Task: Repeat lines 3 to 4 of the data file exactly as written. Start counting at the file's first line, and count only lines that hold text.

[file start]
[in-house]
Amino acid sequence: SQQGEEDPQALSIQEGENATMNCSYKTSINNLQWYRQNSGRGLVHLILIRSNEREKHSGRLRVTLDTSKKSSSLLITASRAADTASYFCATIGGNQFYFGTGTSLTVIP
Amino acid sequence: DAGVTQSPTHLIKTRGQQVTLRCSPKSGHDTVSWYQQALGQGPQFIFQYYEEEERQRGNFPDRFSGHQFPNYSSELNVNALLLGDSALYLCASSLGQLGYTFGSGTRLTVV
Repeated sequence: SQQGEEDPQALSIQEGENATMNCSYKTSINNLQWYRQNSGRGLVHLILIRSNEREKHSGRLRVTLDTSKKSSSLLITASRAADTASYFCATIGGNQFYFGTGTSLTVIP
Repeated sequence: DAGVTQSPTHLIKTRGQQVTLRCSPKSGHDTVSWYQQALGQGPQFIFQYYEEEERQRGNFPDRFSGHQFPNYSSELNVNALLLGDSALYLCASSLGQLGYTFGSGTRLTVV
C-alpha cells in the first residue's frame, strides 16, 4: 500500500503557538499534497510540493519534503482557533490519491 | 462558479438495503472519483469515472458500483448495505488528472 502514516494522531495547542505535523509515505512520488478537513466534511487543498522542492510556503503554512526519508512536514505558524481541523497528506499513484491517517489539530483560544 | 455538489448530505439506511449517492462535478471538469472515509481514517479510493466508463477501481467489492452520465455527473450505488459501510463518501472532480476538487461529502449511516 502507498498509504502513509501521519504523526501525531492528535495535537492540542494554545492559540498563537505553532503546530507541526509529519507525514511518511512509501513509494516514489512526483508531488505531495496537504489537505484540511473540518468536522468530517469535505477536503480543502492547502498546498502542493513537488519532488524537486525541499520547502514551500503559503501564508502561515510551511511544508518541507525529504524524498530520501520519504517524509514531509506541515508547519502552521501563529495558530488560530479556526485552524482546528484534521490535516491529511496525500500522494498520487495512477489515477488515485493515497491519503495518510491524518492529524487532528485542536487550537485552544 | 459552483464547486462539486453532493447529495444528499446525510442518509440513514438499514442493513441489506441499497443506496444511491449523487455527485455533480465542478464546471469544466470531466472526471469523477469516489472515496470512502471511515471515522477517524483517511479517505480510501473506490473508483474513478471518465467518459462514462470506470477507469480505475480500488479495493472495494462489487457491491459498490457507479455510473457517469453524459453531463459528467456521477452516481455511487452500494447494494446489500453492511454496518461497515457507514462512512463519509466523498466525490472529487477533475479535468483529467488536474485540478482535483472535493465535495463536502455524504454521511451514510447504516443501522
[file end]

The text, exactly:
Amino acid sequence: DAGVTQSPTHLIKTRGQQVTLRCSPKSGHDTVSWYQQALGQGPQFIFQYYEEEERQRGNFPDRFSGHQFPNYSSELNVNALLLGDSALYLCASSLGQLGYTFGSGTRLTVV
Repeated sequence: SQQGEEDPQALSIQEGENATMNCSYKTSINNLQWYRQNSGRGLVHLILIRSNEREKHSGRLRVTLDTSKKSSSLLITASRAADTASYFCATIGGNQFYFGTGTSLTVIP